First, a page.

A ground-shaking blast reduced the nation’s last workable Minuteman II missile silo to rubble Monday, bringing the final curtain down on a relic of the Cold War.
A small puff of smoke drifted into the air as the silo, once armed with nuclear-tipped missiles, imploded.
“This is really a wonderful day. In fact, this is a celebration,” Brig. Gen. Tom Goslin Jr. declared.
Some 300 people who had gathered on Jerome and Suzanne Bellinghausen’s farm to watch whooped and applauded as the sound of the explosion echoed across the pasture.
The silo was the last of 150 in Missouri that once contained Minuteman II missiles aimed at targets in the Soviet Union.
The missiles were deactivated and the silos ordered destroyed due to the signing in 1995 of the Strategic Arms Reduction Treaty.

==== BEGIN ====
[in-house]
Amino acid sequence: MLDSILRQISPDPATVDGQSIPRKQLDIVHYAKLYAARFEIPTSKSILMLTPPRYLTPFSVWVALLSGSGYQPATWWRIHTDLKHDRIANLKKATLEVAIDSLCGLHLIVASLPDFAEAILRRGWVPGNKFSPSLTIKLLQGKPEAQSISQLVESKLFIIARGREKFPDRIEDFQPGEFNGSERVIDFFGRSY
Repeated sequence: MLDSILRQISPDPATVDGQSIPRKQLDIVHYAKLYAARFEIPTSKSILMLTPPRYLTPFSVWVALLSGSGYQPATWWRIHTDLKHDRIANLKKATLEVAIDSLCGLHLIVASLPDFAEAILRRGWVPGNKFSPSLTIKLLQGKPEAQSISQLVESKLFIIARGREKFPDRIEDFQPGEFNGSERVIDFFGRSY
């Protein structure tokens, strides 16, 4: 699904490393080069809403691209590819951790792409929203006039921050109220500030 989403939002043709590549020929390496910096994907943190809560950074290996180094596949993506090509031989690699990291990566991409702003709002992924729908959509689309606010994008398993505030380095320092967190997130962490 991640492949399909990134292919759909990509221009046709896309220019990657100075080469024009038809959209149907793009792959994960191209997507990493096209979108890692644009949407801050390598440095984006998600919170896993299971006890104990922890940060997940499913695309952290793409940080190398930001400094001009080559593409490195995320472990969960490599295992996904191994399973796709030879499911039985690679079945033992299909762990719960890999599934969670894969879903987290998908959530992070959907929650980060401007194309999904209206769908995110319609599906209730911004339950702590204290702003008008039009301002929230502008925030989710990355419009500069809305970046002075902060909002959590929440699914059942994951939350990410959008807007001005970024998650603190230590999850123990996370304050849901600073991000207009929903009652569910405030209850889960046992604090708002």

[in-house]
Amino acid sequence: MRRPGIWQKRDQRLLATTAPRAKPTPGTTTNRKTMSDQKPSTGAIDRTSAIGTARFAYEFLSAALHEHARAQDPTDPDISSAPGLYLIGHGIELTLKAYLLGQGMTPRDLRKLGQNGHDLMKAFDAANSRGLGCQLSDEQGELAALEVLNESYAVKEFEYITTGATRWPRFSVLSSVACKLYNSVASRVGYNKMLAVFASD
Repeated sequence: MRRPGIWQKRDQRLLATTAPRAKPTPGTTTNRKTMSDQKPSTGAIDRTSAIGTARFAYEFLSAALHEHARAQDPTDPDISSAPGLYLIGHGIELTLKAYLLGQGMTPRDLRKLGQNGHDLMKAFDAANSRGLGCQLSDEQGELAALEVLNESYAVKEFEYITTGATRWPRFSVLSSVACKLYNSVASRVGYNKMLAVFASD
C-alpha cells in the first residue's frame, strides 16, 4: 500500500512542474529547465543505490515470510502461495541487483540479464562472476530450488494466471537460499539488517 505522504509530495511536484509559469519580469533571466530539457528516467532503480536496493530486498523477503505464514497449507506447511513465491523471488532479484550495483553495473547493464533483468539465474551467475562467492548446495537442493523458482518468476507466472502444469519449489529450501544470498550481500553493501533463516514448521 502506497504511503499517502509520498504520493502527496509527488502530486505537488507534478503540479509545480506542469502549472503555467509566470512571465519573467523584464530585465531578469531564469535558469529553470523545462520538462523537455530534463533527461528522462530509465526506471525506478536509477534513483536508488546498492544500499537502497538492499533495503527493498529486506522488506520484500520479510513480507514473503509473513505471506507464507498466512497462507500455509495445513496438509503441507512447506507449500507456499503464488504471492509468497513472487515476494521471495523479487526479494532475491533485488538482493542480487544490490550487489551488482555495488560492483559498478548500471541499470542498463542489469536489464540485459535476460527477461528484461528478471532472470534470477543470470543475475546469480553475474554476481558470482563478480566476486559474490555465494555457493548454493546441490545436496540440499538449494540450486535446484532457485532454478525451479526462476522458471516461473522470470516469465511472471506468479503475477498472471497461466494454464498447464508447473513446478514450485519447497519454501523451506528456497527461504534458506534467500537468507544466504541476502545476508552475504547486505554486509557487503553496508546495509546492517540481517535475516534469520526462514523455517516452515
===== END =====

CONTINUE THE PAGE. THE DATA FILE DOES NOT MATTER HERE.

In all, there were about 1,000 Minuteman II silos across the Midwest and the northern United States. All are now gone except for one that is to be turned in to a museum, an Air Force spokesman said.
The United States still keeps its triple-warhead Minutemen III missiles based in silos, as well as its Peacekeeper missiles. But these days they are aimed at sea rather than Russian cities, said Capt. Mike Busch who helped run the Minuteman II launch program.
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